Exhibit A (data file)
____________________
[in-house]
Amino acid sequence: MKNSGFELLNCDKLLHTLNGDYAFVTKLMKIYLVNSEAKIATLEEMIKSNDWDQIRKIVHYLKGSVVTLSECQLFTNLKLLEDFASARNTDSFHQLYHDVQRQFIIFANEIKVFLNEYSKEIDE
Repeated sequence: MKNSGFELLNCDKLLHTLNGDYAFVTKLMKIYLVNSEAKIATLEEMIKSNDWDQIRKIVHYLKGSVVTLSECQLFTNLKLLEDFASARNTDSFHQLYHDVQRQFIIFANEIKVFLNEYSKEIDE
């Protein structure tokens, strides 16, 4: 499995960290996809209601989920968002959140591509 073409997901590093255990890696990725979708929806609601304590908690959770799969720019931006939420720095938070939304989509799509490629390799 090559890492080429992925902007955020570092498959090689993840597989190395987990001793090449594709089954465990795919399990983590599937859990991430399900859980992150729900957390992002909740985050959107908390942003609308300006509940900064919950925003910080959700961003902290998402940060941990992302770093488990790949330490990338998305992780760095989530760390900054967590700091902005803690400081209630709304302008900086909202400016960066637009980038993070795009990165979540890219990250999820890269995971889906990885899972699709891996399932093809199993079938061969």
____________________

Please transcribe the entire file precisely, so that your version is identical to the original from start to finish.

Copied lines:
[in-house]
Amino acid sequence: MKNSGFELLNCDKLLHTLNGDYAFVTKLMKIYLVNSEAKIATLEEMIKSNDWDQIRKIVHYLKGSVVTLSECQLFTNLKLLEDFASARNTDSFHQLYHDVQRQFIIFANEIKVFLNEYSKEIDE
Repeated sequence: MKNSGFELLNCDKLLHTLNGDYAFVTKLMKIYLVNSEAKIATLEEMIKSNDWDQIRKIVHYLKGSVVTLSECQLFTNLKLLEDFASARNTDSFHQLYHDVQRQFIIFANEIKVFLNEYSKEIDE
């Protein structure tokens, strides 16, 4: 499995960290996809209601989920968002959140591509 073409997901590093255990890696990725979708929806609601304590908690959770799969720019931006939420720095938070939304989509799509490629390799 090559890492080429992925902007955020570092498959090689993840597989190395987990001793090449594709089954465990795919399990983590599937859990991430399900859980992150729900957390992002909740985050959107908390942003609308300006509940900064919950925003910080959700961003902290998402940060941990992302770093488990790949330490990338998305992780760095989530760390900054967590700091902005803690400081209630709304302008900086909202400016960066637009980038993070795009990165979540890219990250999820890269995971889906990885899972699709891996399932093809199993079938061969």